Alaska often tops travelers’ bucket lists with experiences like Denali National Park, whale-watching, and bobbing icebergs. But further north sits the state’s “Golden Heart,” the under-the-radar city of Fairbanks.
In 1902, Felix Pedro struck gold in Fairbanks – where the sky exhibits a gemlike sparkle itself. Located 65 degrees north latitude in Alaska’s interior, summertime visitors to Alaska’s second city can enjoy the Midnight Sun, yielding 20-22 hours of daylight. And as that sunlight fades in the wintertime, it’s replaced by the dancing aurora borealis.
But there’s more to Fairbanks than the Northern Lights and Midnight Sun. Visitors can learn about native culture, visit surprising museums, enjoy abundant wildlife and hot springs, and gain access to national parks beyond Denali.
Sunbathing at midnight
From April 22-June 21, Fairbanks locals and visitors embrace the ever-lengthening days, culminating with the Midnight Sun Festival held each year on the Sunday closest to the summer solstice. The free festival is Alaska’s largest single-day event, drawing nearly 30,000 people. A four-block area around Golden Heart Plaza features four stages and dozens of live performances including rock, rap, folk, ballet and more.
Also during the solstice, Fairbanks plays host to a baseball game (113 years running) and a Midnight Sun 10K race. The Midnight Sun Run features more than 3,400 runners and walkers hitting the pavement at 10pm, many in quirky costumes.
Chasing the Northern Lights
Daylight dwindles from August 21-April 22, but the longer nights lead to an even greater chance to witness the Aurora Borealis.
Fairbanks is located directly underneath the “Aurora Oval” – a ring-shaped zone over the far north where aurora activity is concentrated. Plus, Fairbanks’ interior location offers consistently clear nights without the overcast conditions found on the coast. In general, the Northern Lights are visible an average of 9 out of 10 clear nights during any two-week period in the winter.
Chena Hot Springs Resort, an hour outside of Fairbanks and away from city lights, offers wake-up calls to alert guests for the lights, “snow cat” rides to a heated “aurorium” cabin, and even tours into the wilderness.
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The Alaskan Athabascans are the native people whose ancestors inhabited the interior for centuries. In Fairbanks, the Tanana Chiefs Conference has partnered with the Convention & Visitors Bureau to offer cultural programs at the Morris Thompson Center, including traditional craft and jewelry making workshops as well as live performances by Alaska Native youth.
Visitors to Fairbanks also can tour a recreated Athabascan village during a stop on the Riverboat Discovery Tour. Here, Alaska Native guides explain how the Athabascans survived for thousands of years in cabins and huts made of spruce logs, bark, and hides, and the importance of wildlife to providing food and protection from the harsh artic climate.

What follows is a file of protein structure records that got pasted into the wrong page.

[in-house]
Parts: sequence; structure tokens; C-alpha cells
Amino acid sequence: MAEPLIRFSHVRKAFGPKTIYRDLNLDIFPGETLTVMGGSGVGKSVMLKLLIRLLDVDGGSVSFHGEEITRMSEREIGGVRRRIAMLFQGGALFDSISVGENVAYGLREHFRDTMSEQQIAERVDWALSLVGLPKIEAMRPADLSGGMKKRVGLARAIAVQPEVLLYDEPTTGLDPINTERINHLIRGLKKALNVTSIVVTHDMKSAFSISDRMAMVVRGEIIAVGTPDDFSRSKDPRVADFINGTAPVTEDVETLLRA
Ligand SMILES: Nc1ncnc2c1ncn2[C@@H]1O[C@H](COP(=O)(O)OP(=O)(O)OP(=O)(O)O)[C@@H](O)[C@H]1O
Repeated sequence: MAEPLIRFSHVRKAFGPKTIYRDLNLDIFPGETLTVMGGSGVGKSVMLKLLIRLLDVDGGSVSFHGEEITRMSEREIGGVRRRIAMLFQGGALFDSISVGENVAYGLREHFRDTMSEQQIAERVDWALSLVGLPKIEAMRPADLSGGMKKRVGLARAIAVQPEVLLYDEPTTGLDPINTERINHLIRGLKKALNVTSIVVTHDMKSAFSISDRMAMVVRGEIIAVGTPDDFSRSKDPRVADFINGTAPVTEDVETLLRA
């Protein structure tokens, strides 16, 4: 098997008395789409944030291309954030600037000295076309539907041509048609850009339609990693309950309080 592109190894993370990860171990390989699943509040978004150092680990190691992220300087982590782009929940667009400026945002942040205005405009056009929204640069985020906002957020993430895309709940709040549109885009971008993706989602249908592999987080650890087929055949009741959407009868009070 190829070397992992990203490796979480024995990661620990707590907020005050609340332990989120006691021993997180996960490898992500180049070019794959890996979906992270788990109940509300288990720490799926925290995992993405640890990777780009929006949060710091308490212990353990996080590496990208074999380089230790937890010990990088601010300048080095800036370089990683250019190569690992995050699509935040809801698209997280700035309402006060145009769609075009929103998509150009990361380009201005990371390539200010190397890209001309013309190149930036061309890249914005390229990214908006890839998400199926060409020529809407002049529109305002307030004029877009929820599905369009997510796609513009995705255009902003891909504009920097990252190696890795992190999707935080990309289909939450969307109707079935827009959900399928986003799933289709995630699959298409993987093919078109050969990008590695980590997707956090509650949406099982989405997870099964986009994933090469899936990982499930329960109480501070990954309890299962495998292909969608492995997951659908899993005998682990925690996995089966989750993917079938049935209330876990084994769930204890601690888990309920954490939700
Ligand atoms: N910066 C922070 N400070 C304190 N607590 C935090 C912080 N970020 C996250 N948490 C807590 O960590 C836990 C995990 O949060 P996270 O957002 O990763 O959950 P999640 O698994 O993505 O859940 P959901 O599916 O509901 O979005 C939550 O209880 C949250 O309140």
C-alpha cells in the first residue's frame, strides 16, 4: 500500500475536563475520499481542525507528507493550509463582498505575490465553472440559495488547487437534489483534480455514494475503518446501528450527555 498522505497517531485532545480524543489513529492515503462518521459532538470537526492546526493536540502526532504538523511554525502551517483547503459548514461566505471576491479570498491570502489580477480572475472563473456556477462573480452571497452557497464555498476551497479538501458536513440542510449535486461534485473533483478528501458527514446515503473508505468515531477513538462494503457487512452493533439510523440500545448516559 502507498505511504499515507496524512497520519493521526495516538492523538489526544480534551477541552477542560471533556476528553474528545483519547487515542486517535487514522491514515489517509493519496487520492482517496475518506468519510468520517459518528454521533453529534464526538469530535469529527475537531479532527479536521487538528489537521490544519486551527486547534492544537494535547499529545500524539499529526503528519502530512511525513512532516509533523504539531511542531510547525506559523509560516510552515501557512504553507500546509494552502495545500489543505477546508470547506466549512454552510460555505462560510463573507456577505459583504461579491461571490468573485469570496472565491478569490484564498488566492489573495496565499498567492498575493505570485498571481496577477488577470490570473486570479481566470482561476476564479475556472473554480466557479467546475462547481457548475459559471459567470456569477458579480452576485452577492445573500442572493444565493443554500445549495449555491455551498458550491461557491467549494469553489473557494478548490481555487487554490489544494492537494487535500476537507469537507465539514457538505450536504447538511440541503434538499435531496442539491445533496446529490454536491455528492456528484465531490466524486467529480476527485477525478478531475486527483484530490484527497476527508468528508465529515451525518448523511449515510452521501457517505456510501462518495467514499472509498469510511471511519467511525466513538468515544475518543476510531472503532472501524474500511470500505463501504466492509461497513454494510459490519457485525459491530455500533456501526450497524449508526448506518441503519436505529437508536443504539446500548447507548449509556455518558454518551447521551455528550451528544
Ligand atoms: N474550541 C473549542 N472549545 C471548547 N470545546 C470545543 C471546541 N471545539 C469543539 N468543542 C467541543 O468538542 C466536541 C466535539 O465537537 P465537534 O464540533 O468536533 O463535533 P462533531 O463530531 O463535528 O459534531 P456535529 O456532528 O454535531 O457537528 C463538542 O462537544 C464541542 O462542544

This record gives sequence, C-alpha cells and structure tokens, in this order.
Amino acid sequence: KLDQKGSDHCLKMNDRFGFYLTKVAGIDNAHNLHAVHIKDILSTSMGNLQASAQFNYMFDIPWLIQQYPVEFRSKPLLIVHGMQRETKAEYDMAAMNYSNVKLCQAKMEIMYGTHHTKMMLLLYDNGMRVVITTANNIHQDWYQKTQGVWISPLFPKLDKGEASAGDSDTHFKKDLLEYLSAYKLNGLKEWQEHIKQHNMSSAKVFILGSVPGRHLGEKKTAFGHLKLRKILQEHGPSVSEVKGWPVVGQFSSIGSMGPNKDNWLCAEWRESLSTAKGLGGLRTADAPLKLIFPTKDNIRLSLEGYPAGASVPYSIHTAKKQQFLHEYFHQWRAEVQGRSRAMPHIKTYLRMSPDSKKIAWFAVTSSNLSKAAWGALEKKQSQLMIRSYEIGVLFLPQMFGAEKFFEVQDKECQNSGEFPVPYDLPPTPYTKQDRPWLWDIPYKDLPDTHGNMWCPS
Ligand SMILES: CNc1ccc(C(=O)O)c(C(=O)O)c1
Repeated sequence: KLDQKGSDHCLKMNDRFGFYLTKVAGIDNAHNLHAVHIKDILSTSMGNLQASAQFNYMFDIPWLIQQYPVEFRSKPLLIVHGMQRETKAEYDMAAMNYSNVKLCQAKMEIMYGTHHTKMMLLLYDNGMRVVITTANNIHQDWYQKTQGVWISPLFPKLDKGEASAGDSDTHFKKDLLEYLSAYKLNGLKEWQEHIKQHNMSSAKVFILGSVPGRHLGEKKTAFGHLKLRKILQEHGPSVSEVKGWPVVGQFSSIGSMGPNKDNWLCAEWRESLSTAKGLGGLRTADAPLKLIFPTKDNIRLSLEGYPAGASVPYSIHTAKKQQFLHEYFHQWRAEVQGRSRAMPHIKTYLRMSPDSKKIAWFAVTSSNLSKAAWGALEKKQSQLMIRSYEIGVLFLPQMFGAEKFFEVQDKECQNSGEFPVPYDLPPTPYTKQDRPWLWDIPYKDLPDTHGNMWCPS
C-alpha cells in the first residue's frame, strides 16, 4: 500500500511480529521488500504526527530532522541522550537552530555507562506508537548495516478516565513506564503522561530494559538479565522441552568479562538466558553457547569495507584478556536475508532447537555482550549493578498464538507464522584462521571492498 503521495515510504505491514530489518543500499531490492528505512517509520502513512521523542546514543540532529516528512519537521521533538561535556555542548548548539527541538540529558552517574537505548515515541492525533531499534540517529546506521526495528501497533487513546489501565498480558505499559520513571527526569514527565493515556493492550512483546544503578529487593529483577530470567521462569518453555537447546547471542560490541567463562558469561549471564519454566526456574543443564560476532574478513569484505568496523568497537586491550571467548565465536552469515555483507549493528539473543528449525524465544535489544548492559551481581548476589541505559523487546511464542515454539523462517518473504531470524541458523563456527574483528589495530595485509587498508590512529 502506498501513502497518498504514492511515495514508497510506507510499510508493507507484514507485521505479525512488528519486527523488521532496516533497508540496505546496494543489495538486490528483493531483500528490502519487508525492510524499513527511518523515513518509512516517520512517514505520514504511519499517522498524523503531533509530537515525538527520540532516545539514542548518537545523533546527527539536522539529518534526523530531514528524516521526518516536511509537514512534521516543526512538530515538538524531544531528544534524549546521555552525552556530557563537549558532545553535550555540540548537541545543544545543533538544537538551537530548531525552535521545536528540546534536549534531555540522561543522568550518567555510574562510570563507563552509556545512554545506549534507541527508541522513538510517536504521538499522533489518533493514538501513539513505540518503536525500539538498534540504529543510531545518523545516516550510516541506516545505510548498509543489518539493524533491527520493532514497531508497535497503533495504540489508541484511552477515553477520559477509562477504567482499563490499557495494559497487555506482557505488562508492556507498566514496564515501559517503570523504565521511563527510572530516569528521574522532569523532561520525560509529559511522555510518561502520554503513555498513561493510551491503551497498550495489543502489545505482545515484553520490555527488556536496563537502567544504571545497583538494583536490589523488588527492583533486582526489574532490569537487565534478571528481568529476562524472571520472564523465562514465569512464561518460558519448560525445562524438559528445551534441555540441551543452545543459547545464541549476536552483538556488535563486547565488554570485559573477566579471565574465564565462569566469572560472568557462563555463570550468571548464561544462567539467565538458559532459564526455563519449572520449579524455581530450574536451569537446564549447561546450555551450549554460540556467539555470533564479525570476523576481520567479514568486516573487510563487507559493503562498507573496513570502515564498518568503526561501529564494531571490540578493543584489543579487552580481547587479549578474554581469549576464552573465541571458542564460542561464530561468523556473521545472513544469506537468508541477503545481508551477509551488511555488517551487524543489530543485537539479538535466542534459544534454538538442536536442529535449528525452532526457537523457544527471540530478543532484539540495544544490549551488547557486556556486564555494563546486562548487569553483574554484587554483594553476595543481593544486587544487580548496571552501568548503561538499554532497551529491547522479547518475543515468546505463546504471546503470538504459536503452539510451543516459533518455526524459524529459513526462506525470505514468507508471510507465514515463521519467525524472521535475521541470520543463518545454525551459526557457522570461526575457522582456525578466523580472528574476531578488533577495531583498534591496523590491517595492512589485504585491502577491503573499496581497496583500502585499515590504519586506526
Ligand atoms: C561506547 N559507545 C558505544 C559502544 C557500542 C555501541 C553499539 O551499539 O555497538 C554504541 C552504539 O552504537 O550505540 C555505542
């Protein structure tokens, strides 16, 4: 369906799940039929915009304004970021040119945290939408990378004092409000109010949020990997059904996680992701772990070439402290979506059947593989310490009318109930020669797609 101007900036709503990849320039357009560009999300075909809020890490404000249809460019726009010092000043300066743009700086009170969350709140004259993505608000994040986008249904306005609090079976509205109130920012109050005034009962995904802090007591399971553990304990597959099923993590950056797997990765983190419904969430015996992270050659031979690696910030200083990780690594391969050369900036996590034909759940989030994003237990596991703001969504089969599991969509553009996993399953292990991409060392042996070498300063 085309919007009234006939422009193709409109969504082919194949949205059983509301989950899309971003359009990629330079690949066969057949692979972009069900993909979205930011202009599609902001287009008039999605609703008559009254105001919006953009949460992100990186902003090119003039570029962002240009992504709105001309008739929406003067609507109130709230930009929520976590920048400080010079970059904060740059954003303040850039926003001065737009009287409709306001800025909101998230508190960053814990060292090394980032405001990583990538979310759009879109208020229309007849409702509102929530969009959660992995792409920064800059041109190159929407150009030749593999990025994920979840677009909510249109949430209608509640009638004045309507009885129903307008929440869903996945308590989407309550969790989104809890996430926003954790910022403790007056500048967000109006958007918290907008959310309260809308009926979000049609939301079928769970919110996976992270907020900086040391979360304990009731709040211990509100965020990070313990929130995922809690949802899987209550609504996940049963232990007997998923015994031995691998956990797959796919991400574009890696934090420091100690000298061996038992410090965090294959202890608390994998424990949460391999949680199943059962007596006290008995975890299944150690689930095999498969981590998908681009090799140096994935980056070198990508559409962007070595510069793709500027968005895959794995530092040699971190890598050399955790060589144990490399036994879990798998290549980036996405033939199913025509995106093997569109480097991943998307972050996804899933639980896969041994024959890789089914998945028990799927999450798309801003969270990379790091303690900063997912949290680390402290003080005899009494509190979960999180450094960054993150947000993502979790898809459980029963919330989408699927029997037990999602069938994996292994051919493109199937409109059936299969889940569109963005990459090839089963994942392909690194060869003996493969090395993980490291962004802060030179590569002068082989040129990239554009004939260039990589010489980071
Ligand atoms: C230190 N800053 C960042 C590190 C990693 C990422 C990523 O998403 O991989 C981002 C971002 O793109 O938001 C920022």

And each July, the World Eskimo-Indian Olympic Games attract native athletes and dancers from the United States, Canada, and Greenland. The four days of competition include traditional events such as the ear pull, blanket toss, and greased pole walk.
Unique museums and history
In addition to its native heritage, Fairbanks has a rich and eclectic collection of museums and historical sites. Learn about the city’s gold rush past at Gold Dredge 8, and pan for gold of your own.
University of Alaska at Fairbanks’ Museum of the North contains natural history exhibits such as Blue Babe, a 50,000-year-old mummified steppe bison, as well as a collection of art dating from 2,000 years ago to the present.
To round out your tour of Fairbanks museums, the Fountainhead Antique Auto Museum contains nearly 100 rare, pre-World War II automobiles (all of them running) dating from 1898-1936. And the Aurora Ice Museum is the world’s largest year-round ice environment, filled with intricate ice carvings.
Fairbanks provides a central location to access multiple national parks. It’s only a two-hour drive to Denali National Park – or even easier, take the daily service via the Alaska Railroad.
In addition to Denali, flightseeing tours provide access to Wrangell-St. Elias and Gates of the Arctic National Parks. At 13.2 million acres, Wrangell-St. Elias is the country’s largest national park filled with glaciers and nine of North America’s 16 highest peaks.
Gates of the Arctic National Park is located above the Arctic Circle accessible primarily by float or bush planes. This remote wilderness area with no roads provides a rare opportunity to experience solitude in nature.
With its location in the center of Alaska, Fairbanks serves as a basecamp for the state’s vast Interior and Arctic. Its location allows easy access to the Arctic Circle, three national parks, hot springs, and a myriad of villages, refuges, and parks. It’s time Fairbanks, with its own rich history and arts community worth of exploration, is as much a part of a traveler’s bucket list as Alaska’s many other attractions.